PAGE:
Would you not hire this person or buy their product over the competitor that does not have that information readily available?

  4. Create a library of resources.

    I have been blogging since 2009. In this time I have written many articles on my blog that answered questions my clients or others had about topics like Social Media, Facebook, Twitter other Social Media tools and blogging. By publishing the answers on my blog I was able to help those that asked but I also created a resource for others to find and for me to share. Today I am able to send people a link to an article I wrote about the question they have.
    Your blog is also a great resource for content to share on Social Media. Because the links go back to your website, visitors who click will be exposed to your services and products.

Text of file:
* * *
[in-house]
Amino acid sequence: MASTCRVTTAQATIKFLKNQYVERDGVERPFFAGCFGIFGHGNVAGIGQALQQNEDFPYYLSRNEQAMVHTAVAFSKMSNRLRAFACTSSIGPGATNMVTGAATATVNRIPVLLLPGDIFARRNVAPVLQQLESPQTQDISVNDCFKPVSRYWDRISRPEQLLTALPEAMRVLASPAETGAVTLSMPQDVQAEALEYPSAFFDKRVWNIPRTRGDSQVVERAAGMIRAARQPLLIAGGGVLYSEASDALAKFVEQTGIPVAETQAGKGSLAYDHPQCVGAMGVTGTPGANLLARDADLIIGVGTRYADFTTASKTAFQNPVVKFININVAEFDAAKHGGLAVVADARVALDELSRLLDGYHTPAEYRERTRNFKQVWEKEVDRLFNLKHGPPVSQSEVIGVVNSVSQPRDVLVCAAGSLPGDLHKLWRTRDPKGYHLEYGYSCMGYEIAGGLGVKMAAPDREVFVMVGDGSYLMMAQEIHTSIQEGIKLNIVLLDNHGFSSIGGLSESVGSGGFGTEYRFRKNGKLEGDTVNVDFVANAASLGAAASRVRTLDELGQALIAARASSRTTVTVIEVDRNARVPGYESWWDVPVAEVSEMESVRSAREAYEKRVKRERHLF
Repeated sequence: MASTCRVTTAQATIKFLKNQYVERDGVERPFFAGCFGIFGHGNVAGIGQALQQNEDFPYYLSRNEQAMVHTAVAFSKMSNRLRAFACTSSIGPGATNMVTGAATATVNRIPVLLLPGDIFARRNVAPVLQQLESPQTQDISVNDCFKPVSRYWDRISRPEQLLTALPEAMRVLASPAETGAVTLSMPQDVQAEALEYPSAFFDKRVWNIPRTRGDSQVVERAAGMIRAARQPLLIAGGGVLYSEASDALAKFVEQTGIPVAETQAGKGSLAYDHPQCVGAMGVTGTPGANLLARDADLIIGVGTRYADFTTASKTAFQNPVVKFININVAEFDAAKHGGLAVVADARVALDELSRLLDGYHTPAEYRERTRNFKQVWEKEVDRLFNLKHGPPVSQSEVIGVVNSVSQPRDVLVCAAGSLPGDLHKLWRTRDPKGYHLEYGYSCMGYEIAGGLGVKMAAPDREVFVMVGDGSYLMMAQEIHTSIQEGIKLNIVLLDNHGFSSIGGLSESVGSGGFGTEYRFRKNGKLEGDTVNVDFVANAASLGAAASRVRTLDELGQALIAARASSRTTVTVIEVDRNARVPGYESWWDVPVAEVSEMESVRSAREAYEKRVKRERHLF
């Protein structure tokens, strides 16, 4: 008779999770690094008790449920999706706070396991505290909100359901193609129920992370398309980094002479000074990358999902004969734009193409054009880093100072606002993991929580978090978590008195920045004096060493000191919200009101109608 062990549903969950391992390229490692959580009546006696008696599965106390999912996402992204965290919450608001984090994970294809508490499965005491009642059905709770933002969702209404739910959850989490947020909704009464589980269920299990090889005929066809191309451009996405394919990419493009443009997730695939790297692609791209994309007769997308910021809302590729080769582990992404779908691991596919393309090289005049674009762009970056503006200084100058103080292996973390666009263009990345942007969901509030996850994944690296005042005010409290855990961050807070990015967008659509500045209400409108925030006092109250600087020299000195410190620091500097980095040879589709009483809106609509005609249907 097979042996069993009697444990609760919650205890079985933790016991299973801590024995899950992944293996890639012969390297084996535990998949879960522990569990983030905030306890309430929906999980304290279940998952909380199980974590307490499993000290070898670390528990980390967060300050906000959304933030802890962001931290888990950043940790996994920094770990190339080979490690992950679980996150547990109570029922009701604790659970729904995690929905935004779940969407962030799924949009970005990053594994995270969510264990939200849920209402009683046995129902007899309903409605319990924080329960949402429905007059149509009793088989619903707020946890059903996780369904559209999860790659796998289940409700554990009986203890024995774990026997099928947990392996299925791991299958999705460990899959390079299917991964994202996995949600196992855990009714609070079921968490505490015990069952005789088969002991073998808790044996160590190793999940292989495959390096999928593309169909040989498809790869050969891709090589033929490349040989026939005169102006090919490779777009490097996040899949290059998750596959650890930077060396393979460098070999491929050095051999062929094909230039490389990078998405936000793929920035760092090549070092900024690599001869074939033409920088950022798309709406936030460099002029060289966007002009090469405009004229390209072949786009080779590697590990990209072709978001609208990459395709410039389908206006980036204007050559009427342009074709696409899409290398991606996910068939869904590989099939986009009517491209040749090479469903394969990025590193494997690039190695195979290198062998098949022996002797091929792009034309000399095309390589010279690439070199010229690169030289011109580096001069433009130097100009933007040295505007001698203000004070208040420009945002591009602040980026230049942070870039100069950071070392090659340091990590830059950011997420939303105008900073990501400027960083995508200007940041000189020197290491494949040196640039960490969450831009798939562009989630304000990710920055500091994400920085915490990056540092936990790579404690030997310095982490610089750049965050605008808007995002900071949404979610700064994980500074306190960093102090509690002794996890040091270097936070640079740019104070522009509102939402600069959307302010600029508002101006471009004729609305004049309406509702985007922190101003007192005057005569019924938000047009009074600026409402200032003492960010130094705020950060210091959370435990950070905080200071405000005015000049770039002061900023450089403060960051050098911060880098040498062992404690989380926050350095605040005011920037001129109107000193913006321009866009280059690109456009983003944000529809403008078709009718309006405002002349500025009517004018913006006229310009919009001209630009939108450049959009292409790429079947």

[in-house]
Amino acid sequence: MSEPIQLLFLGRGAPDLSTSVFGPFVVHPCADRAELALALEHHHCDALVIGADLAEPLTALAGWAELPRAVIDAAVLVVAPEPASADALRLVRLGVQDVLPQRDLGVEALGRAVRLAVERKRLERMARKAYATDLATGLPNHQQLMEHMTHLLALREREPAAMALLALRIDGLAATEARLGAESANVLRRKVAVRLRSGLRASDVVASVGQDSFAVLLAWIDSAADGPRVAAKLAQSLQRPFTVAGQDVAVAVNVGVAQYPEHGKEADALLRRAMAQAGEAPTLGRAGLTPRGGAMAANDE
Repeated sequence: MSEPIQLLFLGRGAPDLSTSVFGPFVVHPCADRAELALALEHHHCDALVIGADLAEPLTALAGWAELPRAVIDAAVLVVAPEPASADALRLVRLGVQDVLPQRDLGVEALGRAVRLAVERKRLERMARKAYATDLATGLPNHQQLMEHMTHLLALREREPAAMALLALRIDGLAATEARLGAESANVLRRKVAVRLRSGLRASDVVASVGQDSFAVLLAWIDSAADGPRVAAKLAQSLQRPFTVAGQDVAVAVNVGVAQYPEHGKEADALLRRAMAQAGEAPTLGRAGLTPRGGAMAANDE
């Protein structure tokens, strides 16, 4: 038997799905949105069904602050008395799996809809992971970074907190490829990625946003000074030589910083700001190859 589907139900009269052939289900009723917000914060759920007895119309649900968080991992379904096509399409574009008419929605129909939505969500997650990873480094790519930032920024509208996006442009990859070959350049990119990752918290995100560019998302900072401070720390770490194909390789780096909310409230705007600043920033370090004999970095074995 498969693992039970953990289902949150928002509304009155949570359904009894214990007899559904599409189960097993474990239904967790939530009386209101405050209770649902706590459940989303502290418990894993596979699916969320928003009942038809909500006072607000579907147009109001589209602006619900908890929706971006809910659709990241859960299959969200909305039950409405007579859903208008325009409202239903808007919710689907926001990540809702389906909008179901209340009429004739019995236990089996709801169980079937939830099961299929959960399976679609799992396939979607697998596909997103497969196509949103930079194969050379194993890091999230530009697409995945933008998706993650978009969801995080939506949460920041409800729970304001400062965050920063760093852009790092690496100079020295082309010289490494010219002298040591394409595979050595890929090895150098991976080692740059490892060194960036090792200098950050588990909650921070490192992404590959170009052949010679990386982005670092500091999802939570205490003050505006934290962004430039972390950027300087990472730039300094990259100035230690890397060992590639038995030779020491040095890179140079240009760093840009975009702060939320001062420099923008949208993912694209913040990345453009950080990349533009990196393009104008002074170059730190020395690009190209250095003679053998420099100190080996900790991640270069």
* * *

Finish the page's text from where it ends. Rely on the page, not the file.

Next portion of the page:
5. Connect with others.

    To me, blog posts are almost Social Media posts. I am a strong proponent of leaving blog comments open and, despite the fact that blog commenting currently seems to be suffering from a decline, I celebrate every one of your comments. As a publisher I can open a discussion, my readers can add content or insight and can ask questions. I hope this deeper connection to content will see a comeback. I am hopeful 🙂

blogs are like puppies

But blogging is a lot of work!

In your content marketing efforts, maintaining and growing a blog is a lot of work. Given the advantages I listed above it’s worth it though. Your blog posts can save you a lot of time explaining things over and over and by driving new traffic to your website they can increase sales for any kind of business.